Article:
Feufollet Although Feufollet has often been hailed as the future of Cajun music, a more current assessment must admit that they are now the present of Cajun music. Once idolized at at early age for their precocious musicianship and sent all over the world as youthful emblems of Acadiana’s cultural resurgence, the members of Feufollet have, in the meantime, grown into the music as young adults. While Feufollet remains central to the neotraditionalist brush fire they helped ignite as youths, their latest album finds the band coming into its own and pushing the envelope, leading the way once again as Cajun music extends itself into a new century.

Chris Stafford

Accordionist, vocalist, fiddler, and all-around wunderkind Chris Stafford has made a name for himself--at the age of 21--as one of South Louisiana’s top musicians. Nominated for a Grammy for his guitar work with the band Racines, Stafford started Feufollet with fiddler Chris Segura when he was nine years old. In addition to playing with Feufollet, Stafford is an undergraduate in Francophone Studies at the University of Louisiana in Lafayette. To kill time on the road, he can be found staring meaningfully into the distance or reading Sartre and Rimbaud in the original French.

Chris Segura

Evil mastermind and co-founder of Feufollet, Chris Segura is one of Cajun, Louisiana’s most sought-after fiddlers. Having won most of Louisiana’s fiddle contests as a youngster, Segura’s intuitive and compulsively rhythmic fiddle style has been compared to that of Mitch Reed, Michael Doucet and Dennis McGee. While Cajun music is his first love, he tempers his traditionalist leanings with a healthy appreciation for modern rock music--particularly Wilco, Spoon, The Flaming Lips and Beck. If you hear some rather--shall we say, contemporary--influences informing Feufollet’s latest CD, much of this may well be traceable to Segura’s wide-ranging musical influences.

Anna Laura Edmiston

The girl who made Jolie Blonde want to die her hair. The Lafayette Bassette. Ladies and gentlemen, we give you Anna Laura Edmiston. Fully bilingual, Anna Laura Edmiston was raised in Lafayette, Louisiana and Montreal, Quebec. Blessed with a crystal-clear singing voice, Edmiston combines classical training with a precise, subtle and studied knowledge of Cajun vocal styles. You’ll have to search far and wide to hear a better singer in Cajun music. An undergraduate in French Education at The University of Louisiana, Edmiston’s guilty pleasures include 1970s-era country music and R & B, old and new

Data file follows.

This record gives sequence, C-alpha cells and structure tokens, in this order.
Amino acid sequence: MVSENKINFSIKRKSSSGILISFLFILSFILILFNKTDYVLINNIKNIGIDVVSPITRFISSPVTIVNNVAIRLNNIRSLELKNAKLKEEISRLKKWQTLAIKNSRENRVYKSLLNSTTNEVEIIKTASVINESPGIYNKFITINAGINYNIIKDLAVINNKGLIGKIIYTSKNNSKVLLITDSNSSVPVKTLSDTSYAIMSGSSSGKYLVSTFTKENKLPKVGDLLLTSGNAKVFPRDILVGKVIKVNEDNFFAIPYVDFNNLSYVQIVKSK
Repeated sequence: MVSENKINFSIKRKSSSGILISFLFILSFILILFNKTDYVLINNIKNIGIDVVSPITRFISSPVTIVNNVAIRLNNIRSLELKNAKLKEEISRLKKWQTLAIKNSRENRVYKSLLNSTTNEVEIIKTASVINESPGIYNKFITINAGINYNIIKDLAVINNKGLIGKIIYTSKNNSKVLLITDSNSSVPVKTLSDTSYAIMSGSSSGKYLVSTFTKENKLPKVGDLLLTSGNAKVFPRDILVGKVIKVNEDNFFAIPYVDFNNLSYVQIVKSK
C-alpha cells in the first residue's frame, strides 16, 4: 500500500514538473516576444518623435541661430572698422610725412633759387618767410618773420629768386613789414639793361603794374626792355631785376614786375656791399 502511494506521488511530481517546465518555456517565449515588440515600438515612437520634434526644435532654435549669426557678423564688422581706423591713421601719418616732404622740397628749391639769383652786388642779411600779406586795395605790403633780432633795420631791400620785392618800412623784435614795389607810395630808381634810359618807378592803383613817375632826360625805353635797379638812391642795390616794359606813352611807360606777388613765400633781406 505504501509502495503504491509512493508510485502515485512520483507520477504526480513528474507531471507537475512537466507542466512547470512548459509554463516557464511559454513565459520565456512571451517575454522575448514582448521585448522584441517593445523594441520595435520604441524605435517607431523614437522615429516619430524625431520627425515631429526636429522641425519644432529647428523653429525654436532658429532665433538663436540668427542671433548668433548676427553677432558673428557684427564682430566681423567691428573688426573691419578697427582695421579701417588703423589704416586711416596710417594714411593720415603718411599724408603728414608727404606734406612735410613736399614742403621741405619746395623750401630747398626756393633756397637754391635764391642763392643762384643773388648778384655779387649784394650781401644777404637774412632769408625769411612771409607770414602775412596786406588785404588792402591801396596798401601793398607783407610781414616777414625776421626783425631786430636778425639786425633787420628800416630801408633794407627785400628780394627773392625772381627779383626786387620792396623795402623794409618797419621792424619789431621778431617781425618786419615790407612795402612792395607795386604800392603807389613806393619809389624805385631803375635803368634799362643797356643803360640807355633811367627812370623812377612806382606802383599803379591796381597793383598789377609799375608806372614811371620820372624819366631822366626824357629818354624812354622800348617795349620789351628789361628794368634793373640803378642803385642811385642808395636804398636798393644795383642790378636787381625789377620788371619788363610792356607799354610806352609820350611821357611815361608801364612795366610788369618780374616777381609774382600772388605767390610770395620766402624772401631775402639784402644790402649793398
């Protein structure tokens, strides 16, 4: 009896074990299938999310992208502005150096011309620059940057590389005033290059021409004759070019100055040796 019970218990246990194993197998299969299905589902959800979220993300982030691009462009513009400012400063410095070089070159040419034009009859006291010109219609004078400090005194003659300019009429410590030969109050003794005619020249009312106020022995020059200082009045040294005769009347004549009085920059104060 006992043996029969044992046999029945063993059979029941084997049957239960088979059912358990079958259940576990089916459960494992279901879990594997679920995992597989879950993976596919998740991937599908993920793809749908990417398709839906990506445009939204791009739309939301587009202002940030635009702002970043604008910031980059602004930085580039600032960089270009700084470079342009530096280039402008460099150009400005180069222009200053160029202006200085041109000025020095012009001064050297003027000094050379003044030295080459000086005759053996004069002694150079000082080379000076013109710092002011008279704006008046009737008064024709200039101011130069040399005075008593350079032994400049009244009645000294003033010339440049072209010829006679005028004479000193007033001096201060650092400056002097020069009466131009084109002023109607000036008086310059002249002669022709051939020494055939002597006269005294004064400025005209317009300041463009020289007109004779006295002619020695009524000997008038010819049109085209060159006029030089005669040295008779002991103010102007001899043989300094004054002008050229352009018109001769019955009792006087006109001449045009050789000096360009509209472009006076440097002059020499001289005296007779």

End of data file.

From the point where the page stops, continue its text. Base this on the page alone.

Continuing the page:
Joshua Clegg Caffery

Hailing from the fertile sugar cane fields of Franklin, Louisiana, Josh Caffery brings a unique electric guitar style to Feufollet. Afflicted with what a psychoanalyst might call “steel-guitar envy,” Caffery translates the vocabulary of Cajun lap and pedal steel guitar playing onto his humble Telecaster. A Ph.D. candidate and Fellow in Folklore and English at the University of Louisiana, Caffery has been known to quote Coleridge, Savoy, Yeats and Balfa in support of his outlandish hypotheses.

Michael Stafford

The youngest member of Feufollet, Mike Stafford began playing drums with Feufollet at the tender age of seven. Now a senior at Lafayette High, Mike plans to attend the University of Louisiana in the fall of 2008. The outboard, rhythmic engine of Feufollet, Mike is known for his rock-solid, no nonsense drumming and for the fact that, yes ladies, he kind of looks like a Cajun superman.

Phillippe Billeaudeaux

The newest member of Feufollet, Phillippe Billeaudeaux brings a propulsive, driving bass style and a dark, mysterious stage presence known to entrance onlookers, much like the fabled swamp fires from which Feufollet takes its name. A cousin to both the Eunice Savoys and Breaux Bridge’s own Steve Riley, this multi-talented Cajun man also plays guitar with famed Lafayette rock band, The Amazing Nuns.